Despite huge improvements in risk factor modification and progress in medical and surgical therapy, cardiovascular disease remains the most frequent cause of death among most nations. However, increased understanding of the mechanisms behind atherosclerosis, the role of lipoproteins, inflammation and other factors, has opened gates to new targets for treatment.
A protein called PCSK9 received huge attention at the American Heart Association’s annual meeting in Los Angeles earlier this week. The role of PCSK9 in lipoprotein clearance has been quite well defined and it’s availability in the blood stream may significantly affect our risk of heart disease.
The insolubility of lipids in water poses a problem because lipids must be transported through aqueous compartments within the cell as well as in the blood and tissue spaces. Lipoproteins are biochemical structures that enable transport of lipids throughout the body. A lipoproetein includes a core, consisting of a droplet of triacylgycerols and/or cholesterlyl esters, a surface layer of phospholipid, unesterified cholesterol and specific proteins (apolipoproteins). Lipoprotein particles are commonly classified according to their density, thus the terms high density lipoprotein (HDL) and low density lipoprotein (LDL). Apolipoprotein B is the primary lipoprotein in LDL.
Chylomicrons are primarily triglyceride-bearing lipoproteins produced after meal. VLDLs are produced by the liver with a primary function of supplying free fatty acid to tissues and they are the main carriers of triglycerides. LDL’s are by-products of VLDL metabolism and are the primary carriers of plasma cholesterol. Chylomicrons, VLDL and LDL all carry apolipoprotein B (apoB), among other lipoproteins. HDL’s carry apoAI and apoAII. Within each category, there is a spectrum of particles that vary in size, density and relative proportions of lipid and protein.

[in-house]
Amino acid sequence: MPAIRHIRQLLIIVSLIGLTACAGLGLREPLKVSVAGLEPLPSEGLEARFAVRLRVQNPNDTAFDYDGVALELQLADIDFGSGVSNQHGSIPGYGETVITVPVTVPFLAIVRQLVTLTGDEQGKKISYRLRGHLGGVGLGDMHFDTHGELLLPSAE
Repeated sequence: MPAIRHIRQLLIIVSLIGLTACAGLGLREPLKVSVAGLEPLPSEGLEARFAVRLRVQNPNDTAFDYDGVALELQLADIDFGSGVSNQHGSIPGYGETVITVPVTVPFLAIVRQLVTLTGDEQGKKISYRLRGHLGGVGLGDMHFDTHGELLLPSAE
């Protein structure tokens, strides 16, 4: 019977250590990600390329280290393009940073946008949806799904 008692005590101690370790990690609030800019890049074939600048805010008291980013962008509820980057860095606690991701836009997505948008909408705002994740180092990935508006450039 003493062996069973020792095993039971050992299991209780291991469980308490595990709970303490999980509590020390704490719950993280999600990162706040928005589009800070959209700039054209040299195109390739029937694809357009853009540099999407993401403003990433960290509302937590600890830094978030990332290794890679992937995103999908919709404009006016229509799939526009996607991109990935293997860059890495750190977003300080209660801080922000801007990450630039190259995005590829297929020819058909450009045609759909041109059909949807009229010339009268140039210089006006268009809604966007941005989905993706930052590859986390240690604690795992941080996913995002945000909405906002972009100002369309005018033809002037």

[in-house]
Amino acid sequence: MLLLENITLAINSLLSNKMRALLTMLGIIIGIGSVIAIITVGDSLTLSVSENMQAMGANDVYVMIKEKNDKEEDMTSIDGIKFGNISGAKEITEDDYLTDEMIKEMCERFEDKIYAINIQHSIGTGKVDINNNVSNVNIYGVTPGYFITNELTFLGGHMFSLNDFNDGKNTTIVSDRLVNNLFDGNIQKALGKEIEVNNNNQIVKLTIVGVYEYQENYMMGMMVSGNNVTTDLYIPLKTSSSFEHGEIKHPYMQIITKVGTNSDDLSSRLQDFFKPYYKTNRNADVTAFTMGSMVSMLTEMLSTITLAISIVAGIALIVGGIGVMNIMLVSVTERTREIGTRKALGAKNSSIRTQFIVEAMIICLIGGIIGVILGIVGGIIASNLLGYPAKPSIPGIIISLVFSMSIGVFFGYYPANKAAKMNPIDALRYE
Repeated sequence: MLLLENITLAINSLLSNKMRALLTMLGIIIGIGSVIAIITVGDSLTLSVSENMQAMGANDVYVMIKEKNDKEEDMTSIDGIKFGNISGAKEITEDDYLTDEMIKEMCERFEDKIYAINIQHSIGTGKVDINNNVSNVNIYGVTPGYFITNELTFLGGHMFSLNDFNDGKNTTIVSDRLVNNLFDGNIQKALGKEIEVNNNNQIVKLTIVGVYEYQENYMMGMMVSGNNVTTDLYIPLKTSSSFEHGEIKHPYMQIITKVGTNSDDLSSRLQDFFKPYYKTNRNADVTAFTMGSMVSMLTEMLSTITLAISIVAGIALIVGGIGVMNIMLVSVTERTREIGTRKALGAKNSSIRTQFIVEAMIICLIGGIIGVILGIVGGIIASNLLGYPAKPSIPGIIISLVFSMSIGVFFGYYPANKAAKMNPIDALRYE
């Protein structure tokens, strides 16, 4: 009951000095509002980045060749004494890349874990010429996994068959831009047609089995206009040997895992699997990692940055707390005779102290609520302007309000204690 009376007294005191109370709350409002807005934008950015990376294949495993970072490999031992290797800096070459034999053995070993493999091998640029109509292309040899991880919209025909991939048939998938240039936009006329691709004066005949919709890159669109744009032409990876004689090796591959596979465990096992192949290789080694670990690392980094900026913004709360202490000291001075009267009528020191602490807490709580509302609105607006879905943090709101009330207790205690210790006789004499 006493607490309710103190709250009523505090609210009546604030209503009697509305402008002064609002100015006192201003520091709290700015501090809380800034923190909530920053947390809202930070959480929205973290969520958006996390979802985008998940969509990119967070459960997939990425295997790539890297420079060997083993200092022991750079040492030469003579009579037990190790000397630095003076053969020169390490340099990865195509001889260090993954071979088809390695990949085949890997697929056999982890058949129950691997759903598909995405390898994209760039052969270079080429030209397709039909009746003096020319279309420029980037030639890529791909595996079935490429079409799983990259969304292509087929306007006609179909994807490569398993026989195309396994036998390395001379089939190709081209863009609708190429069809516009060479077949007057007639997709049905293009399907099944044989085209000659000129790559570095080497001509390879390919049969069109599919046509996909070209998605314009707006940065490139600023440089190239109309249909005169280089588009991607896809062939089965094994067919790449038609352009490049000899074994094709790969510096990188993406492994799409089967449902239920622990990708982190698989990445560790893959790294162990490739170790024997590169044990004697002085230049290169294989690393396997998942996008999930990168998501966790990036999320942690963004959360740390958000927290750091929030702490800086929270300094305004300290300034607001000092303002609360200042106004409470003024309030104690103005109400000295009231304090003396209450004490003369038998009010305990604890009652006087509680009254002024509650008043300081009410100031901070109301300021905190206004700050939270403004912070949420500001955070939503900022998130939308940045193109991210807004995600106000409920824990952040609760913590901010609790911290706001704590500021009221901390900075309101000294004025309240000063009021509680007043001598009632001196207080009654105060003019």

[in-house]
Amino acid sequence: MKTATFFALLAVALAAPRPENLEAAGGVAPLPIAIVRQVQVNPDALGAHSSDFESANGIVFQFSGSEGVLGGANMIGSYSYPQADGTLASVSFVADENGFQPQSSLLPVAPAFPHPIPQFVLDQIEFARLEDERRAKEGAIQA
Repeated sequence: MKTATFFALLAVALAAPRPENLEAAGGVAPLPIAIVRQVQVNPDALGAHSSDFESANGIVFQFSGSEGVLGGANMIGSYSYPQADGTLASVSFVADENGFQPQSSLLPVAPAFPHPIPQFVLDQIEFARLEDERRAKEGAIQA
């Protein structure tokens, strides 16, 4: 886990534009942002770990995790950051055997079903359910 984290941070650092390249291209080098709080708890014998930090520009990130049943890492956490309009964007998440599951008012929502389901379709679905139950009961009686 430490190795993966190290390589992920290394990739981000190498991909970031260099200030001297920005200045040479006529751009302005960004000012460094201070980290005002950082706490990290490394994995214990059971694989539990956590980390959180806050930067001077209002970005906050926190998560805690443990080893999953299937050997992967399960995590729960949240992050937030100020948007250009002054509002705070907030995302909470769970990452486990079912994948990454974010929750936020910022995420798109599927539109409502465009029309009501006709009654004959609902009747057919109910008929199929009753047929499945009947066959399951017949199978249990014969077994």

Atherosclerosis and LDL
Atherosclerosis is a form of chronic inflammation resulting from complex interactions between lipoproteins, white blood cells (macrophages), different components of the immune system and the normal elements of the arterial wall.
This process can lead to formations of atherosclerotic lesions or plaques that may protrude into the lumen of the artery causing arterial narrowing which may ultimately limit blood flow. If this occurs in the coronary arteries, it may cause symptoms commonly known as angina pectoris and if it occurs in the leg arteries it may cause claudication. Rupture of an atherosclerotic plaque may lead to thrombosis causing an acute occlusion of the artery. If this occurs in a coronary artery it may lead to an acute myocardial infarction.
There are many factors that contribute to atherosclerosis, one of which is elevated of levels cholesterol. Although cholesterol is an essential compound, elevated plasma levels appear to play an important role in the initiation and progression of atherosclerosis. In animal models, atherosclerosis will not occur in the absence of greatly elevated levels of plasma cholesterol.
High levels of plasma cholesterol also appears to be an important contributor to atherosclerosis in humans, although the threshold level of plasma cholesterol that must be exceeded to produce clinically relevant disease appears to be much lower than that in animal models, possibly because lesion formation occurs over many decades. Atherosclerotic clinical events are uncommon among individuals with lifelong very low plasma cholesterol levels.
It must be emphasized however, that it is lipoprotein that interact with the arterial wall and initiate the cascade of events that leads to atherosclerosis. Cholesterol is only one of many components of lipoproteins. A causative role for cholesterol in itself has never been proven, although it appears that atherosclerosis will not occur without this compound.
Measurements of total cholesterol are only indirect measurements of the lipoproteins that transport the bulk of cholesterol and are the most atherogenic. Indeed, measurements of the number of LDL-particles (LDL-P) appear more predictive of risk than the measurements of the cholesterol mass within these particles (LDL-C). Although LDL’s seem to be the most atherogenic particles, it has to remembered that VLDL and other apoB – containing lipoproteins may also contribute to atherosclerosis.